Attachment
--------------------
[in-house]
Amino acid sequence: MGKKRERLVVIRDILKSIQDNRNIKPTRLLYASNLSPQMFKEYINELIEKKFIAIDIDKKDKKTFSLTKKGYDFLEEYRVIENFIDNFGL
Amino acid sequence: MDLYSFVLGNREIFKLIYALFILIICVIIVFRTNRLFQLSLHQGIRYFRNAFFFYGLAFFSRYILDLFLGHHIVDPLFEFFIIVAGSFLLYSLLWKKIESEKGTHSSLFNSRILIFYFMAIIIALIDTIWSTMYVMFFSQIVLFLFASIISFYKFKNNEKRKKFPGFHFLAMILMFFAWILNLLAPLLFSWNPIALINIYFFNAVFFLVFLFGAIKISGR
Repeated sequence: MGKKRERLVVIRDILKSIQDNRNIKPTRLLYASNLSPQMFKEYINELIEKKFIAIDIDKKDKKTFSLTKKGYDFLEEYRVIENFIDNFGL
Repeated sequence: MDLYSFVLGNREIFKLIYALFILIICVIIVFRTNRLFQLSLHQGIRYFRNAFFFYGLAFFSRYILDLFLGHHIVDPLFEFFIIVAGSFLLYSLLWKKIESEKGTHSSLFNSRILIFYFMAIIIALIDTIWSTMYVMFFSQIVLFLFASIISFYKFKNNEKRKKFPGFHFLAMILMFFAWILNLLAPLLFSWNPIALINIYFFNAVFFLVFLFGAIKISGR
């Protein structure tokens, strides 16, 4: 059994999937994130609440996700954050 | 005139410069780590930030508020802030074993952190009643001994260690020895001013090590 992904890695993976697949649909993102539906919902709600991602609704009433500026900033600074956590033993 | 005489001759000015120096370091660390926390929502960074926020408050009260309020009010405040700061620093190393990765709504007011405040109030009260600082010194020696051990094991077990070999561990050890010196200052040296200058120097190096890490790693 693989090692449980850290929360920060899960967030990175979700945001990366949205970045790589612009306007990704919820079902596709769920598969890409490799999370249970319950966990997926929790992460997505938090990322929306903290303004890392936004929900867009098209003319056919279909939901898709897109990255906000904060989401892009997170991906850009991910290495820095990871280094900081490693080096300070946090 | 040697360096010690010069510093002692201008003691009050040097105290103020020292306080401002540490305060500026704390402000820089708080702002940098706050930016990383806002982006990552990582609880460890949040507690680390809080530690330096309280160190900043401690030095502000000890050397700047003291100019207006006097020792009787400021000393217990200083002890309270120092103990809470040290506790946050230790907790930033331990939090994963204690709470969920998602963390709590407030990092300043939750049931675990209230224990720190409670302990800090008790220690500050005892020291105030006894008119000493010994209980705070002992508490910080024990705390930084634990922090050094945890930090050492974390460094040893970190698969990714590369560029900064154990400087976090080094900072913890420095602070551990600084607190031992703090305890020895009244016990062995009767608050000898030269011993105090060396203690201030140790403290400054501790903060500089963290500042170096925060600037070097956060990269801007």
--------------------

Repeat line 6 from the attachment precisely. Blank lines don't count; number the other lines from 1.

């Protein structure tokens, strides 16, 4: 059994999937994130609440996700954050 | 005139410069780590930030508020802030074993952190009643001994260690020895001013090590 992904890695993976697949649909993102539906919902709600991602609704009433500026900033600074956590033993 | 005489001759000015120096370091660390926390929502960074926020408050009260309020009010405040700061620093190393990765709504007011405040109030009260600082010194020696051990094991077990070999561990050890010196200052040296200058120097190096890490790693 693989090692449980850290929360920060899960967030990175979700945001990366949205970045790589612009306007990704919820079902596709769920598969890409490799999370249970319950966990997926929790992460997505938090990322929306903290303004890392936004929900867009098209003319056919279909939901898709897109990255906000904060989401892009997170991906850009991910290495820095990871280094900081490693080096300070946090 | 040697360096010690010069510093002692201008003691009050040097105290103020020292306080401002540490305060500026704390402000820089708080702002940098706050930016990383806002982006990552990582609880460890949040507690680390809080530690330096309280160190900043401690030095502000000890050397700047003291100019207006006097020792009787400021000393217990200083002890309270120092103990809470040290506790946050230790907790930033331990939090994963204690709470969920998602963390709590407030990092300043939750049931675990209230224990720190409670302990800090008790220690500050005892020291105030006894008119000493010994209980705070002992508490910080024990705390930084634990922090050094945890930090050492974390460094040893970190698969990714590369560029900064154990400087976090080094900072913890420095602070551990600084607190031992703090305890020895009244016990062995009767608050000898030269011993105090060396203690201030140790403290400054501790903060500089963290500042170096925060600037070097956060990269801007």